This is a super quick post to alert you to a recent study that found that Lacotbacillus reuteri increases vitamin D levels by about 25%. This is an extremely important finding given how important this vitamin is for health, especially bone health. It’s been obvious to me that the decreases in vitamin D levels seen Read More →

Much has been written about the harmful consequences of runaway oxidation. As part of normal cellular respiration, there is no way to avoid some level of free radical production because for better or worse, oxygen is a very reactive substance yet necessary for life itself. Oxidation, however, is not merely the addition of oxygen atoms Read More →

  Today I want to write about the mucus layer that lines the gut wall. This often overlooked part of the gastrointestinal tract is of immense importance in preventing metabolic endotoxemia. Mucins are the primary component of the mucus layer that lines the digestive tract. Mucins are high-molecular weight glycoproteins. Glycoproteins are proteins that contain Read More →

  Today’s post will cover a recent paper published in the journal Proceedings of the National Academy of Sciences. (1) The research group responsible for this paper has been at the forefront in investigating how metabolic endotoxemia impacts numerous health outcomes, including weight regulation and glucose control. This study sought to determine whether a particular Read More →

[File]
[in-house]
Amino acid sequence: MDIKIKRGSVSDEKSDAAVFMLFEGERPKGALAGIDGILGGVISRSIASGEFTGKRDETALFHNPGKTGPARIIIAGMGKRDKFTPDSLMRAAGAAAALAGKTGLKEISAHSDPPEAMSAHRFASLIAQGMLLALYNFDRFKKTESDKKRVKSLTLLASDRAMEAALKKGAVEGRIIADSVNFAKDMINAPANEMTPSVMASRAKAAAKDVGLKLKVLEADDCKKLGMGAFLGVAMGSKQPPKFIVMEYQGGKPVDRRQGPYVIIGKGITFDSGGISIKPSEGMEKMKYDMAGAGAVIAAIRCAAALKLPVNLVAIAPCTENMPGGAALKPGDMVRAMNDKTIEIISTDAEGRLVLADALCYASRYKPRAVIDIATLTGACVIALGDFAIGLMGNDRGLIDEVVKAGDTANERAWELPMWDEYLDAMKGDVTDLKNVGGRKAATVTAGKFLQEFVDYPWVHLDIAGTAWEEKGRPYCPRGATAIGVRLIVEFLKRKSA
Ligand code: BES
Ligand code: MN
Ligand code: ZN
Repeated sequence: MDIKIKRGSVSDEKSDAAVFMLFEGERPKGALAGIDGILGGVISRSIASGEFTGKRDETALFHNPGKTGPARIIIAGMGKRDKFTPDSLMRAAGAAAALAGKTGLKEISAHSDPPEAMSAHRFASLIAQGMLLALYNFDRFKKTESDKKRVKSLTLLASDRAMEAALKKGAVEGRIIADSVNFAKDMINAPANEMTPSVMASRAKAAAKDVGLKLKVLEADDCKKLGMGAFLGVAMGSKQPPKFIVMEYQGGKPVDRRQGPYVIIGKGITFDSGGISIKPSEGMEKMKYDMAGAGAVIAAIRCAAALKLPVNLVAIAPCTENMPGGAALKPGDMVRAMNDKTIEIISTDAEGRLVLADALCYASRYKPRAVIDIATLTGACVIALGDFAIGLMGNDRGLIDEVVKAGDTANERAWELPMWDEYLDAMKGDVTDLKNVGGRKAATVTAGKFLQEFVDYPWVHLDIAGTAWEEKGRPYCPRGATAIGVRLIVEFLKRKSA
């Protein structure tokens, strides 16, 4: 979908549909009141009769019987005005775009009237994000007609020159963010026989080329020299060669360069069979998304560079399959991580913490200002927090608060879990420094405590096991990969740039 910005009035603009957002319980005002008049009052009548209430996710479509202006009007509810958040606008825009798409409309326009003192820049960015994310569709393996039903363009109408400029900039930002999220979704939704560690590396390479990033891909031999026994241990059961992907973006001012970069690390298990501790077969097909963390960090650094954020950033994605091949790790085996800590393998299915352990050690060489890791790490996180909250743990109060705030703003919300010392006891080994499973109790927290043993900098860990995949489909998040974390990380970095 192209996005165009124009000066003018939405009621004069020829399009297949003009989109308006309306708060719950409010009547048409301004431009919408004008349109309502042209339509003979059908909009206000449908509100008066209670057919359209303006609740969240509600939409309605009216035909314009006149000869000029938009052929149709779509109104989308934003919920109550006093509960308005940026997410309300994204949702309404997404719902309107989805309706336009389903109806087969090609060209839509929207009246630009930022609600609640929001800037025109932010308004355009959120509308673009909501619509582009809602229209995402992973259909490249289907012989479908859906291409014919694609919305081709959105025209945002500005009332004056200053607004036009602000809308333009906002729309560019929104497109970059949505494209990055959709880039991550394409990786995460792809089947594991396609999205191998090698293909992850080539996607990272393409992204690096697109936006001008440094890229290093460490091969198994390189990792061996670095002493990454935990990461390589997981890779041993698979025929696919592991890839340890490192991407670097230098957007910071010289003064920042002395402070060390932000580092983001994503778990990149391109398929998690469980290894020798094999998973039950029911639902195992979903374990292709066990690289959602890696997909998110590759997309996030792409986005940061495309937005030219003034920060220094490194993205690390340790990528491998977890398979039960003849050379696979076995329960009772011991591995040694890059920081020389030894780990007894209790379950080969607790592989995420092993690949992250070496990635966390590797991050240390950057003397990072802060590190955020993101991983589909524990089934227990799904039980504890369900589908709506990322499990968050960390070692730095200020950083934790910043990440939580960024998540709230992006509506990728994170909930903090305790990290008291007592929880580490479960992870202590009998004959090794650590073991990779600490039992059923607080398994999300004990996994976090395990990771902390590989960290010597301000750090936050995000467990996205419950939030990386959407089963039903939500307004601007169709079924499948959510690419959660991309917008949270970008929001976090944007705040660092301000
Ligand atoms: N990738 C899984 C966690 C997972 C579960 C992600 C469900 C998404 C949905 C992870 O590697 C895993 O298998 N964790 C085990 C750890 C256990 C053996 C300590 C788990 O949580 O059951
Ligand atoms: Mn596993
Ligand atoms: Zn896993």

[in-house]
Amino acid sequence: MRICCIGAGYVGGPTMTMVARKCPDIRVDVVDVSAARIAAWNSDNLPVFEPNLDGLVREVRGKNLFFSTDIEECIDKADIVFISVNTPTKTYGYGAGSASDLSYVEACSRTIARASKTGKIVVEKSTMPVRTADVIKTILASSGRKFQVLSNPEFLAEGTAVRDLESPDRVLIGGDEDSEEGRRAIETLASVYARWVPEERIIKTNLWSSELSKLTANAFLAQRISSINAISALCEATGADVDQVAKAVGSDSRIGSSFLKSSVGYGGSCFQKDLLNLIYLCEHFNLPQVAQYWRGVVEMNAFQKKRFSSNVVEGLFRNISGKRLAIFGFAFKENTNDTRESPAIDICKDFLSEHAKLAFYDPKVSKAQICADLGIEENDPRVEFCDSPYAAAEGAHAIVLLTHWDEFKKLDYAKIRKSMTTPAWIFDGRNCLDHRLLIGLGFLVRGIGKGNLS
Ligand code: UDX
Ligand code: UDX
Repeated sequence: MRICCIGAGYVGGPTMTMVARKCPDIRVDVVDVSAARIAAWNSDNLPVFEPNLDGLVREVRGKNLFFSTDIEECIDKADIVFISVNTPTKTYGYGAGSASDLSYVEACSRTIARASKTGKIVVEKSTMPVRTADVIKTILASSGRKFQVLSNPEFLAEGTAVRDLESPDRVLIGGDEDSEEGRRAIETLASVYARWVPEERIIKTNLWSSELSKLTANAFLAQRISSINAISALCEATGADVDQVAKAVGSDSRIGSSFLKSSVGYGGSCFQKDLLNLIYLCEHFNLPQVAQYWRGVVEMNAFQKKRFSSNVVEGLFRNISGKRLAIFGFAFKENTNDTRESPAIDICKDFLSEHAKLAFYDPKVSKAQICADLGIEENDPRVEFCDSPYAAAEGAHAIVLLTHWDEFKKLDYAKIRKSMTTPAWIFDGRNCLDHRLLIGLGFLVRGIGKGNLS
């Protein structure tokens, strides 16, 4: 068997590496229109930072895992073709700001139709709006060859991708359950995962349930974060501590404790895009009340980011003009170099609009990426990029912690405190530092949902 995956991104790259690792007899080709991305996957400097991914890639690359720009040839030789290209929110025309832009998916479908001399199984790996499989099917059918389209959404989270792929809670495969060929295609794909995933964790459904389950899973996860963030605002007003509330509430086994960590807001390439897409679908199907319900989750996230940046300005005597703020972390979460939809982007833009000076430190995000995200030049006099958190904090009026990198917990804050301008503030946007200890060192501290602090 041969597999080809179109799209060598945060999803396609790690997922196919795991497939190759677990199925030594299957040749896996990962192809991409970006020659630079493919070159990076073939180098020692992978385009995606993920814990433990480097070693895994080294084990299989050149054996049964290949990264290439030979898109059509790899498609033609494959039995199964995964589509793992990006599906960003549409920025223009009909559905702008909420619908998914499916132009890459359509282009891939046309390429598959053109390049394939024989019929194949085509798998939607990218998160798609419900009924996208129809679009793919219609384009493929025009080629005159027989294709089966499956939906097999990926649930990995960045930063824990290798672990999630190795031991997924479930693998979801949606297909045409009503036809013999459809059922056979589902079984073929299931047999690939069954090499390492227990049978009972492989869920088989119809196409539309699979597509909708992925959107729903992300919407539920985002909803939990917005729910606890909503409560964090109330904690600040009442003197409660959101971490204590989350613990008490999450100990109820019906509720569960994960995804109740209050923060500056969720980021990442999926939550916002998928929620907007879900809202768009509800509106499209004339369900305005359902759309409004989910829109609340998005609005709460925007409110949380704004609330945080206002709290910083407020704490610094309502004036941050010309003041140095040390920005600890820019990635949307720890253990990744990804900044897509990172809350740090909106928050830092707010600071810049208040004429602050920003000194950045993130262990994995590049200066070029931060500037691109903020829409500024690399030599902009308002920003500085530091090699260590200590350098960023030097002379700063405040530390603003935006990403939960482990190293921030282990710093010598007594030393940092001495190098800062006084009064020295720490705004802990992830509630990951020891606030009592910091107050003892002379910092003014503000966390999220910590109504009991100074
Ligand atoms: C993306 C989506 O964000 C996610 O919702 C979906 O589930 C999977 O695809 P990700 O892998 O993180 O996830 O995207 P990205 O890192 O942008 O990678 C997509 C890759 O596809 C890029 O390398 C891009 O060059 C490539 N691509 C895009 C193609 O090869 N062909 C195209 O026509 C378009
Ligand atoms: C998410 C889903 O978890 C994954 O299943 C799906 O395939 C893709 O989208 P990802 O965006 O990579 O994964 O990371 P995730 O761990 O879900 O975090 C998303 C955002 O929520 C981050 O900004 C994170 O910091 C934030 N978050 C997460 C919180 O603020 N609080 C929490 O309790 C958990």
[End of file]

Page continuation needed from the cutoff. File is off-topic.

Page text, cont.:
“Professor Colin Pritchard’s latest research published in Public Health journal has found that the sharp rise of dementia and other neurological deaths in people under 74 cannot be put down to the fact that we are living longer – the rise is because a higher proportion of old people are being affected by such Read More →

This a brief post about a recently published paper that found depression, widowhood, living alone and the use of certain anti-depressant drugs were all highly associated with the risk of developing a Clostridium difficile (C. diff.) infection. C. diff. is estimated to cause 7,000 deaths annually in the United States and is prevalent in hospitals Read More →

  A few posts back, I expressed my skepticism about a recently published study conducted at the Cleveland Clinic and splashed across the media that purported to show how L-carnitine, found in abundance in red meat, causes heart disease by interacting with gut flora. You can read that post here if you missed it. Unfortunately Read More →

  There are many things that negatively impact gut flora, including man-made chemicals. Therefore, I’m very skeptical of monocausal explanations for gut dysbiosis. Gut bacteria, like all living organisms, can be impacted by a whole host of factors as I’ve explained over the last several months. There is no one cause of gut bacterial death Read More →

  I’m sure most of you have heard or read about a recent study linking red meat consumption to heart disease. Entitled, Intestinal Microbiota Metabolism of L-carnitine, a nutrient in red meat, promotes atherosclerosis (1), it purports to show a new mechanism explaining how consuming red meat increases cardiovascular risk. First, let me thank my Read More →